Holiday Pay and Overtime Payments
In this article, John Krafts of KHR Consulting Ltd looks at the long awaited judgment relating to holiday pay and the inclusion of overtime payments in such holiday pay calculations.
The Employment Appeal Tribunal (EAT) has decided that ‘non-guaranteed’ overtime pay should be included in the calculation of holiday pay. This is overtime that an employee has to do if the employer offers it, but which the employer does not guarantee to provide. The EAT indicated that it was a significant factor in its judgment that the employees in the cases before it were required to work the overtime on a regular basis.
The EAT decision relates to a number of cases being heard together on this issue, now known collectively as the Bear Scotland case but previously known as Neil v Freightliner which has now been settled out of court.
The ruling is in line with earlier cases on the calculation of holiday pay, such as British Airways v Williams and Lock v British Gas, which gave rise to many reports suggesting that employers faced claims going back to 1998 when the Working Time Regulations came into force.
A positive note for employers is that the latest decision has put limitations on how far back employees can claim. The EAT said that if employees were claiming for a series of deductions from wages (one of the ways to claim for underpayment of holiday pay), the series would be broken if there is a gap of more than three months between those deductions. The EAT has also confirmed that the inclusion of non-guaranteed overtime pay in the calculation of holiday pay only applies to the four weeks’ paid leave employees are entitled to under EU rules, not to the additional 1.6 weeks’ paid leave they are due under the UK’s working time regulations. This increases the likelihood of there being a gap bigger than three months between underpayments, and law firm Pennington Manches says that claims for underpayments before the three month gap “will normally be out of time”.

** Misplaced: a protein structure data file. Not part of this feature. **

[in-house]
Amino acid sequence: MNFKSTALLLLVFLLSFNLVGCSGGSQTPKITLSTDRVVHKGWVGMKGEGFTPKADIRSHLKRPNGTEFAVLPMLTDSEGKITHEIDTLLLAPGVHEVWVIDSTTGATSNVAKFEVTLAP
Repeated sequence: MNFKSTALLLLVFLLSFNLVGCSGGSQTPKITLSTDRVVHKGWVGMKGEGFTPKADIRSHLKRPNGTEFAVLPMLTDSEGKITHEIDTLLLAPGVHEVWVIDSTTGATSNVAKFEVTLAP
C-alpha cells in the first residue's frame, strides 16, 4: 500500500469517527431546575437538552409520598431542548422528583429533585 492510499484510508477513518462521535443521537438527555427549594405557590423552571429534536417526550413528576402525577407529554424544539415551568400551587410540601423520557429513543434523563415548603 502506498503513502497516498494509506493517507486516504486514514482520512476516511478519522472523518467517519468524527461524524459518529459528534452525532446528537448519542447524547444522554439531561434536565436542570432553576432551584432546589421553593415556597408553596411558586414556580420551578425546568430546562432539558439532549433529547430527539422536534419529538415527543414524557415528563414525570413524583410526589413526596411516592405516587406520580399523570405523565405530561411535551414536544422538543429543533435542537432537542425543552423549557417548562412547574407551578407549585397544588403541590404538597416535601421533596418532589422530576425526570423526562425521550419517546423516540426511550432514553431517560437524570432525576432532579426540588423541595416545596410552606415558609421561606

The firm suggests that from now on employers should “consider including any variable payments which meet the test of ‘normal pay’ (a payment sufficiently permanent and intrinsically linked to the tasks the worker is required to carry out) in holiday pay.” This could include shift pay, commission, some bonuses and other variable payments “unless they are genuinely ad hoc, and will include overtime that is guaranteed by the employer or compulsory for the employee. The position regarding truly voluntary overtime is less clear and would definitely not be covered if not worked regularly.” Pennington Manches advises employers to use the 12 week reference period under the Working Time Regulations to calculate this type of holiday pay and also suggests companies should audit their ‘variable pay’ systems to assess the risk of claims and perhaps consider adjusting them for the future.
Law firm Trowers and Hamlins suggests that one possible option for employers trying to minimise their liability for increased holiday pay is to “offer voluntary overtime instead of non-guaranteed overtime, giving employees the option to refuse to work the extra hours. Bank staff or agency staff could then be used to cover periods of increased demand.”
The EAT was asked to refer the way it has interpreted the time limits for bringing a claim for underpaid holiday pay to the European court. It refused that request, but did give permission for the issue to go to the Court of Appeal. Gearalt Fahy, partner at law firm Watson Burton, said the EAT judgment “may offer some welcome relief to employers” but said the possibility of an appeal may mean the “final outcome could be years, rather than months away.” Noele McClelland, head of Thorntons employment law team, thought an appeal could take as long as five years if it went all the way to the Supreme Court, and suggested employers may wish to act now.
“There are currently thousands of claims either going through early conciliation with Acas, or ready to be raised, which were waiting for the outcome of this decision,” she said. “Businesses may want to take advantage of this judgment and seek to settle any historic claims, which will most likely only have a small value, before an appeal court takes a different view.”
The government is to set up a taskforce, including employers’ groups such as the EEF manufacturers organisation, the Federation of Small Businesses and British Chambers of Commerce, to work out how to limit the effects of the judgment on businesses. Business secretary Vince Cable said the government “will review the judgment in detail as a matter of urgency”.
Acas has urged employers, workers and trade unions to discuss any concerns arising from it “with a view to seeking agreement on any temporary measures or policy changes they feel may be necessary”.